In the past, honestly, there have been times where I have felt that I started the 26.2 mile race slightly less prepared than I would have liked.

I would be a bit more nervous at the start line and in the end I would end up starting too fast just to slow down later. At times when I was well prepared, I would be getting to the start line with either a cold or a flu or something. Not this time.

This year was the most prepared and healthy I have ever felt before a marathon. Over the past several months, there have been many training runs that were longer than 30km.

With each 30km+ run my legs felt stronger and recovered much faster than before.

At the start line, I was looking to make a full-blown assault on the 42.2km distance. I said to myself: “Sub 3:20 or bust, but 3:15 would be better.” The goal was to not look at my Garmin every km like I used to do.

Maybe I ran the first 10km a little too fast in 44:26 but it felt very good and the best thing to do at that point was to just get to the halfway point as fast as possible, without burning out.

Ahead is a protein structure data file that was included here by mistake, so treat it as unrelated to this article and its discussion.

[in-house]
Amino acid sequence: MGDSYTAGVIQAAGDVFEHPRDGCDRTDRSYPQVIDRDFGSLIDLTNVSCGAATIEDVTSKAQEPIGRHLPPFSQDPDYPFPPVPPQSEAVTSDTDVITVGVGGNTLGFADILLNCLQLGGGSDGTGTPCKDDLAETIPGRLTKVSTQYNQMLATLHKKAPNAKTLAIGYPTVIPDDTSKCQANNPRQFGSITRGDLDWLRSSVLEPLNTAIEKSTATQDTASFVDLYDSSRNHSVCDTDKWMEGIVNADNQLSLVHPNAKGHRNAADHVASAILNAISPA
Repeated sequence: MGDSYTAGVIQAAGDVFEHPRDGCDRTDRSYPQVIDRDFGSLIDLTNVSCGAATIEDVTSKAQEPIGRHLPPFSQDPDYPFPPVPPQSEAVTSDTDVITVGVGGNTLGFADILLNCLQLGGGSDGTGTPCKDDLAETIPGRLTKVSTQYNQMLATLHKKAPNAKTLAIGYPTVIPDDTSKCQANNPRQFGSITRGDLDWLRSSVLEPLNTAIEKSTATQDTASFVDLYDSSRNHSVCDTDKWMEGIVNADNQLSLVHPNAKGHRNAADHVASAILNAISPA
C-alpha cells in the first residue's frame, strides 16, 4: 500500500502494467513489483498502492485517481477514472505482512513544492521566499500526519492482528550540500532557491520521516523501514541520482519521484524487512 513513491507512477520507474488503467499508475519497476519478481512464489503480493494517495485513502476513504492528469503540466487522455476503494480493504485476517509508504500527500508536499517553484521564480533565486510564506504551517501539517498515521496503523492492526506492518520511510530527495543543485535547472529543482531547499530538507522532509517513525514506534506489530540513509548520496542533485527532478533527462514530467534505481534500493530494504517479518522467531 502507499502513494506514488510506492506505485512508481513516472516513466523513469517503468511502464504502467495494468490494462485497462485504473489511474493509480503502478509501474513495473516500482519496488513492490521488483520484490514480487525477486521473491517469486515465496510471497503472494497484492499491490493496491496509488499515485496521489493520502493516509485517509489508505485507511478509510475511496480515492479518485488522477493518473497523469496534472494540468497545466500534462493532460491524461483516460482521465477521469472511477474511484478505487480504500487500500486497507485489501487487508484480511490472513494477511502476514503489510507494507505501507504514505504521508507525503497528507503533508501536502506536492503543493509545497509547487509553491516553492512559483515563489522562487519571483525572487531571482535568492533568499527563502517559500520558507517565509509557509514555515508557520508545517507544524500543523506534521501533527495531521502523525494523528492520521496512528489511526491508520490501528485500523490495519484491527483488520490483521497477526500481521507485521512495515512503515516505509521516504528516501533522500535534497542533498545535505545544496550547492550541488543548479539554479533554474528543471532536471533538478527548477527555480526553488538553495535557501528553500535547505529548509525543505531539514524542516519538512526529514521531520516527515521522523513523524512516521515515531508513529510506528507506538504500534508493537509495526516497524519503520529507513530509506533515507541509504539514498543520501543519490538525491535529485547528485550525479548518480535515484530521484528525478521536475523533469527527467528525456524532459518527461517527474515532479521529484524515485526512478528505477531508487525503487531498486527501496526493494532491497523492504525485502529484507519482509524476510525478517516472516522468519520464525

At the halfway point, the clock read: 1:35:02. Perfect. Keep in mind that the first time I ever ran a half marathon, I got 2:12. To split a 1:35 at the halfway point of a marathon felt great (only 4 minutes slower than my current half marathon PR). At that point, I felt like 3:09-3:12 was possible and I was gunning for it.


Above: Kilometer 37 on Dallas Road…I think. Thanks to Jennifer for this photo!

I crossed the 30km mark in 2:16:44. My first thought was: “So far I’m about 5 min faster than last year”. The next thought was: “The overall race winner is probably nearing the finish line at this point.” Conclusion: Must stay focused and do everything I can to not slow down too much in the last 12km.